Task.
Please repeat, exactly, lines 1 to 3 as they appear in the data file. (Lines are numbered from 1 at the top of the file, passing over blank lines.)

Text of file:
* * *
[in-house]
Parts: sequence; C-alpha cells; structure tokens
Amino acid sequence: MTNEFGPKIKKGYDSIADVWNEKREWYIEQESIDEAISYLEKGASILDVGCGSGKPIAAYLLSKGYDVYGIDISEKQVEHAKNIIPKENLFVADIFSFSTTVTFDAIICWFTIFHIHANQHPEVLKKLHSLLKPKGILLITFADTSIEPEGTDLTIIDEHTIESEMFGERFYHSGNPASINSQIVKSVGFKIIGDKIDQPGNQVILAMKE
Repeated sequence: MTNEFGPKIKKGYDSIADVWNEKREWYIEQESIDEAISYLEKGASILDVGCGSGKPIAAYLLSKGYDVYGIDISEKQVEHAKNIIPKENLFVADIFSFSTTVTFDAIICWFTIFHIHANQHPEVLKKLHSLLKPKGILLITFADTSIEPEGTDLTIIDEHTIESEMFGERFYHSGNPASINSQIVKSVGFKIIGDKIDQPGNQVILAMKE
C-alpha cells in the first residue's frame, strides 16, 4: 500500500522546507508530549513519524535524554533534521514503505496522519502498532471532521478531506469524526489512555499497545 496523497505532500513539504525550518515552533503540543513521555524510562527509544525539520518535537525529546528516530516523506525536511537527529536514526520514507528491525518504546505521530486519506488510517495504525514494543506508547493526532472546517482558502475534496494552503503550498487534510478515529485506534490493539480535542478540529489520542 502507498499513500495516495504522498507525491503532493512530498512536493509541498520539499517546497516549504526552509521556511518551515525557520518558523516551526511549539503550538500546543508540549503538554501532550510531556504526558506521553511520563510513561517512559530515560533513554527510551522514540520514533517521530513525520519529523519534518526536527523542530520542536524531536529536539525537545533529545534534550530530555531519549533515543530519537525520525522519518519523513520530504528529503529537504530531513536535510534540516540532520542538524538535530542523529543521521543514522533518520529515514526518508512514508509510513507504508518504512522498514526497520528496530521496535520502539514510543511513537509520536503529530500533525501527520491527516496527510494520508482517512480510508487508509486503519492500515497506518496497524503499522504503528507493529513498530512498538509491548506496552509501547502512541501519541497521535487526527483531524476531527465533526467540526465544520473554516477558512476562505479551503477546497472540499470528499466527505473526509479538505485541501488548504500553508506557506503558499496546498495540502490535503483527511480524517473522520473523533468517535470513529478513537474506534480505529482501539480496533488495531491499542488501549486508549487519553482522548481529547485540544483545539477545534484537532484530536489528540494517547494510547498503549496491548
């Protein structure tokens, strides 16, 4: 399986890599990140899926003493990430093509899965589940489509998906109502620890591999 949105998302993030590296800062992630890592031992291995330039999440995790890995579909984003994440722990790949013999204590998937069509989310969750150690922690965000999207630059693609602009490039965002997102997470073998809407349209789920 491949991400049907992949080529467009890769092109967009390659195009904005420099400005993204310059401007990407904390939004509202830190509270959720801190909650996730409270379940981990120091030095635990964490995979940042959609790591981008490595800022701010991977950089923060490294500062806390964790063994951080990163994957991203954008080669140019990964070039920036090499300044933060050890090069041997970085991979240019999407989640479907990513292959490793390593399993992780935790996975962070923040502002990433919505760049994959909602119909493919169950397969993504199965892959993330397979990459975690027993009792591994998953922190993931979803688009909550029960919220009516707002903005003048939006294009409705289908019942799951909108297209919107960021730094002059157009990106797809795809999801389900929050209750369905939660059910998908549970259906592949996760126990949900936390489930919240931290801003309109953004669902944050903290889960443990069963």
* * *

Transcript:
[in-house]
Parts: sequence; C-alpha cells; structure tokens
Amino acid sequence: MTNEFGPKIKKGYDSIADVWNEKREWYIEQESIDEAISYLEKGASILDVGCGSGKPIAAYLLSKGYDVYGIDISEKQVEHAKNIIPKENLFVADIFSFSTTVTFDAIICWFTIFHIHANQHPEVLKKLHSLLKPKGILLITFADTSIEPEGTDLTIIDEHTIESEMFGERFYHSGNPASINSQIVKSVGFKIIGDKIDQPGNQVILAMKE